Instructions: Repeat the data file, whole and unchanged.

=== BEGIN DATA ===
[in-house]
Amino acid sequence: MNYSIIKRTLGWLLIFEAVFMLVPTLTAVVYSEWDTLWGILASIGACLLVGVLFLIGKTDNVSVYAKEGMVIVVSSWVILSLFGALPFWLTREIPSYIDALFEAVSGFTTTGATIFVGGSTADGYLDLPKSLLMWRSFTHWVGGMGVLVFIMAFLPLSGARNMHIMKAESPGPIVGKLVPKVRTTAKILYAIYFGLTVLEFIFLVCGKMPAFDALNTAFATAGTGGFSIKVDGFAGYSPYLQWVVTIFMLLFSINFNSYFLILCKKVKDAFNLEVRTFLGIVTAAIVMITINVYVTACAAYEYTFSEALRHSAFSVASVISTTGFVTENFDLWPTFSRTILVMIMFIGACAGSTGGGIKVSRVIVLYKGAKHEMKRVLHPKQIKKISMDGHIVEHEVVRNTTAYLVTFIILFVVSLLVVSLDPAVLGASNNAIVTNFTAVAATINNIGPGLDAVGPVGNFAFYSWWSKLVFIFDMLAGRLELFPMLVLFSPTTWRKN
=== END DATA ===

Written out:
[in-house]
Amino acid sequence: MNYSIIKRTLGWLLIFEAVFMLVPTLTAVVYSEWDTLWGILASIGACLLVGVLFLIGKTDNVSVYAKEGMVIVVSSWVILSLFGALPFWLTREIPSYIDALFEAVSGFTTTGATIFVGGSTADGYLDLPKSLLMWRSFTHWVGGMGVLVFIMAFLPLSGARNMHIMKAESPGPIVGKLVPKVRTTAKILYAIYFGLTVLEFIFLVCGKMPAFDALNTAFATAGTGGFSIKVDGFAGYSPYLQWVVTIFMLLFSINFNSYFLILCKKVKDAFNLEVRTFLGIVTAAIVMITINVYVTACAAYEYTFSEALRHSAFSVASVISTTGFVTENFDLWPTFSRTILVMIMFIGACAGSTGGGIKVSRVIVLYKGAKHEMKRVLHPKQIKKISMDGHIVEHEVVRNTTAYLVTFIILFVVSLLVVSLDPAVLGASNNAIVTNFTAVAATINNIGPGLDAVGPVGNFAFYSWWSKLVFIFDMLAGRLELFPMLVLFSPTTWRKN